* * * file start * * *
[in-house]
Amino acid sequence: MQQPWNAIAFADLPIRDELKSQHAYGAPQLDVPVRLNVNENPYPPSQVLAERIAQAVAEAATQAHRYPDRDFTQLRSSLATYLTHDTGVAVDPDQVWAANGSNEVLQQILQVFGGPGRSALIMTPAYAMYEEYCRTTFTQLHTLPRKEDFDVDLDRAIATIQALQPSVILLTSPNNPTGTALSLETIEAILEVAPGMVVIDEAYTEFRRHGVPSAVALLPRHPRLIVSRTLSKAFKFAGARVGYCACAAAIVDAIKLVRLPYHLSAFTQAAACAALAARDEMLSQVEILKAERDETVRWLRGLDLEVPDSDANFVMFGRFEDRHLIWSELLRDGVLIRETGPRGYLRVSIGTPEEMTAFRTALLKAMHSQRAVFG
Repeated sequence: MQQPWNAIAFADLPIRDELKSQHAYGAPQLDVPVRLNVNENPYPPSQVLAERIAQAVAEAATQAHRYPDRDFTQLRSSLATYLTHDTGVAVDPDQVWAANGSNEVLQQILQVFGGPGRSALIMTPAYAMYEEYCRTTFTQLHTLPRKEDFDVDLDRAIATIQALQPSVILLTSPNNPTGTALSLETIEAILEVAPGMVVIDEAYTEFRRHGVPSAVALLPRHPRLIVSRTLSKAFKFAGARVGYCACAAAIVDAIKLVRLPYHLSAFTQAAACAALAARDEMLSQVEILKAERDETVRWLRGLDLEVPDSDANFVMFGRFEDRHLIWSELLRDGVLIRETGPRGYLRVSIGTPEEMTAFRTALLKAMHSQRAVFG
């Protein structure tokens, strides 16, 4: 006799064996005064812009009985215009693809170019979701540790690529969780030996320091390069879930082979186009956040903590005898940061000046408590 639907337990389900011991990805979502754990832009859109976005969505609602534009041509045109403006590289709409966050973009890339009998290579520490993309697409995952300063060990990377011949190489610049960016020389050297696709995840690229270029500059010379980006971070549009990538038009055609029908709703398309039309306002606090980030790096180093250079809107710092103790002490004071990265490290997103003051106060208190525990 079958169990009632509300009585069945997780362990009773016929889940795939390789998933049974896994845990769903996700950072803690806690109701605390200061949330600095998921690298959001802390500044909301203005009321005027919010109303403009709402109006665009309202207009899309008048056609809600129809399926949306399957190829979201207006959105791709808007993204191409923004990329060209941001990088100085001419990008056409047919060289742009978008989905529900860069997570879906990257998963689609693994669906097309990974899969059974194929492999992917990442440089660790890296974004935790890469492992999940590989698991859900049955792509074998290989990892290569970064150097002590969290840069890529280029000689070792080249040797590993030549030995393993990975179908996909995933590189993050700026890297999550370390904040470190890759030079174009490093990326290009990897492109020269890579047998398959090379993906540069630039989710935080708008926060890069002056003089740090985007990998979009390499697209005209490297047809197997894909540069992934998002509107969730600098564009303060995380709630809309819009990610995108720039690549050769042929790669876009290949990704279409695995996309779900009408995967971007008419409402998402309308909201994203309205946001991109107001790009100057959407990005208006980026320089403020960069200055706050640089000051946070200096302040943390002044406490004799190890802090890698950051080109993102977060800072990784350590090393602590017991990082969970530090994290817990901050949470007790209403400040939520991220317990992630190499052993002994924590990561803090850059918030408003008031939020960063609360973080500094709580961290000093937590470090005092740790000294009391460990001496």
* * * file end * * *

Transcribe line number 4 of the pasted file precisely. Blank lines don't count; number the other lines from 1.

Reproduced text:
């Protein structure tokens, strides 16, 4: 006799064996005064812009009985215009693809170019979701540790690529969780030996320091390069879930082979186009956040903590005898940061000046408590 639907337990389900011991990805979502754990832009859109976005969505609602534009041509045109403006590289709409966050973009890339009998290579520490993309697409995952300063060990990377011949190489610049960016020389050297696709995840690229270029500059010379980006971070549009990538038009055609029908709703398309039309306002606090980030790096180093250079809107710092103790002490004071990265490290997103003051106060208190525990 079958169990009632509300009585069945997780362990009773016929889940795939390789998933049974896994845990769903996700950072803690806690109701605390200061949330600095998921690298959001802390500044909301203005009321005027919010109303403009709402109006665009309202207009899309008048056609809600129809399926949306399957190829979201207006959105791709808007993204191409923004990329060209941001990088100085001419990008056409047919060289742009978008989905529900860069997570879906990257998963689609693994669906097309990974899969059974194929492999992917990442440089660790890296974004935790890469492992999940590989698991859900049955792509074998290989990892290569970064150097002590969290840069890529280029000689070792080249040797590993030549030995393993990975179908996909995933590189993050700026890297999550370390904040470190890759030079174009490093990326290009990897492109020269890579047998398959090379993906540069630039989710935080708008926060890069002056003089740090985007990998979009390499697209005209490297047809197997894909540069992934998002509107969730600098564009303060995380709630809309819009990610995108720039690549050769042929790669876009290949990704279409695995996309779900009408995967971007008419409402998402309308909201994203309205946001991109107001790009100057959407990005208006980026320089403020960069200055706050640089000051946070200096302040943390002044406490004799190890802090890698950051080109993102977060800072990784350590090393602590017991990082969970530090994290817990901050949470007790209403400040939520991220317990992630190499052993002994924590990561803090850059918030408003008031939020960063609360973080500094709580961290000093937590470090005092740790000294009391460990001496």